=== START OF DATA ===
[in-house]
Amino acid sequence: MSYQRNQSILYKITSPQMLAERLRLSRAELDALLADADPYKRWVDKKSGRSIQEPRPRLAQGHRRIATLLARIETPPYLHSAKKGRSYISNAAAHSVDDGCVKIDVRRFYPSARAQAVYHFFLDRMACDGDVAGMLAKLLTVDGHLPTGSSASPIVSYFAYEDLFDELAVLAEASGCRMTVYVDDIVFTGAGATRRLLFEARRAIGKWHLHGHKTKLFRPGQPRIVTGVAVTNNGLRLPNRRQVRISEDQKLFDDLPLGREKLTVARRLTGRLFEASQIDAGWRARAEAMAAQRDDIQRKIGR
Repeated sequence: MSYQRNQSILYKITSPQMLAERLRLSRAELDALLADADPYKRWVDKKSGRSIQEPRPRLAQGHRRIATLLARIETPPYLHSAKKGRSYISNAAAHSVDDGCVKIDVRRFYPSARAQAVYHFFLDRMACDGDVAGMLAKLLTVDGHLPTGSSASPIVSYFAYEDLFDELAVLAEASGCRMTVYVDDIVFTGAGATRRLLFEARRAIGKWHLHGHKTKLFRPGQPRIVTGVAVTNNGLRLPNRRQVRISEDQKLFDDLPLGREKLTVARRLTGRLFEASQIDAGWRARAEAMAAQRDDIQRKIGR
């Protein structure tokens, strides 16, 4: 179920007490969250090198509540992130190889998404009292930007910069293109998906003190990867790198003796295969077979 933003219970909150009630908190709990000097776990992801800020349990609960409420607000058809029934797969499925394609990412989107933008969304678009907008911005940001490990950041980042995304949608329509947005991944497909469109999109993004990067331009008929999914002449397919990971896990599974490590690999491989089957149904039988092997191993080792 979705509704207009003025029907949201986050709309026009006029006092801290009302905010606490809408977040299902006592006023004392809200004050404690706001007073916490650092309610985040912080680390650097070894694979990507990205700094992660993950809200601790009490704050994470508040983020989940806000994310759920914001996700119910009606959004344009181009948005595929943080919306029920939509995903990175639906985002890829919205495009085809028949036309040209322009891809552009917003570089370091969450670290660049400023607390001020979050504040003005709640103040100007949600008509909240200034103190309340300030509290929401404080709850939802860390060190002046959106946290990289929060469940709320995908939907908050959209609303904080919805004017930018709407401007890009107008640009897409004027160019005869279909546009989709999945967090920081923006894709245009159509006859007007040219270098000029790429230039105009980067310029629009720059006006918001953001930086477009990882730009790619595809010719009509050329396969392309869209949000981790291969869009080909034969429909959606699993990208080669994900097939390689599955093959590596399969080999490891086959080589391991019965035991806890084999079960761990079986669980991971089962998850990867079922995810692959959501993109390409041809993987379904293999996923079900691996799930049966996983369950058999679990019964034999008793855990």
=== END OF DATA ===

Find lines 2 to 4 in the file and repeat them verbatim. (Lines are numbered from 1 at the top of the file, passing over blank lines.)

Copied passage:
Amino acid sequence: MSYQRNQSILYKITSPQMLAERLRLSRAELDALLADADPYKRWVDKKSGRSIQEPRPRLAQGHRRIATLLARIETPPYLHSAKKGRSYISNAAAHSVDDGCVKIDVRRFYPSARAQAVYHFFLDRMACDGDVAGMLAKLLTVDGHLPTGSSASPIVSYFAYEDLFDELAVLAEASGCRMTVYVDDIVFTGAGATRRLLFEARRAIGKWHLHGHKTKLFRPGQPRIVTGVAVTNNGLRLPNRRQVRISEDQKLFDDLPLGREKLTVARRLTGRLFEASQIDAGWRARAEAMAAQRDDIQRKIGR
Repeated sequence: MSYQRNQSILYKITSPQMLAERLRLSRAELDALLADADPYKRWVDKKSGRSIQEPRPRLAQGHRRIATLLARIETPPYLHSAKKGRSYISNAAAHSVDDGCVKIDVRRFYPSARAQAVYHFFLDRMACDGDVAGMLAKLLTVDGHLPTGSSASPIVSYFAYEDLFDELAVLAEASGCRMTVYVDDIVFTGAGATRRLLFEARRAIGKWHLHGHKTKLFRPGQPRIVTGVAVTNNGLRLPNRRQVRISEDQKLFDDLPLGREKLTVARRLTGRLFEASQIDAGWRARAEAMAAQRDDIQRKIGR
């Protein structure tokens, strides 16, 4: 179920007490969250090198509540992130190889998404009292930007910069293109998906003190990867790198003796295969077979 933003219970909150009630908190709990000097776990992801800020349990609960409420607000058809029934797969499925394609990412989107933008969304678009907008911005940001490990950041980042995304949608329509947005991944497909469109999109993004990067331009008929999914002449397919990971896990599974490590690999491989089957149904039988092997191993080792 979705509704207009003025029907949201986050709309026009006029006092801290009302905010606490809408977040299902006592006023004392809200004050404690706001007073916490650092309610985040912080680390650097070894694979990507990205700094992660993950809200601790009490704050994470508040983020989940806000994310759920914001996700119910009606959004344009181009948005595929943080919306029920939509995903990175639906985002890829919205495009085809028949036309040209322009891809552009917003570089370091969450670290660049400023607390001020979050504040003005709640103040100007949600008509909240200034103190309340300030509290929401404080709850939802860390060190002046959106946290990289929060469940709320995908939907908050959209609303904080919805004017930018709407401007890009107008640009897409004027160019005869279909546009989709999945967090920081923006894709245009159509006859007007040219270098000029790429230039105009980067310029629009720059006006918001953001930086477009990882730009790619595809010719009509050329396969392309869209949000981790291969869009080909034969429909959606699993990208080669994900097939390689599955093959590596399969080999490891086959080589391991019965035991806890084999079960761990079986669980991971089962998850990867079922995810692959959501993109390409041809993987379904293999996923079900691996799930049966996983369950058999679990019964034999008793855990």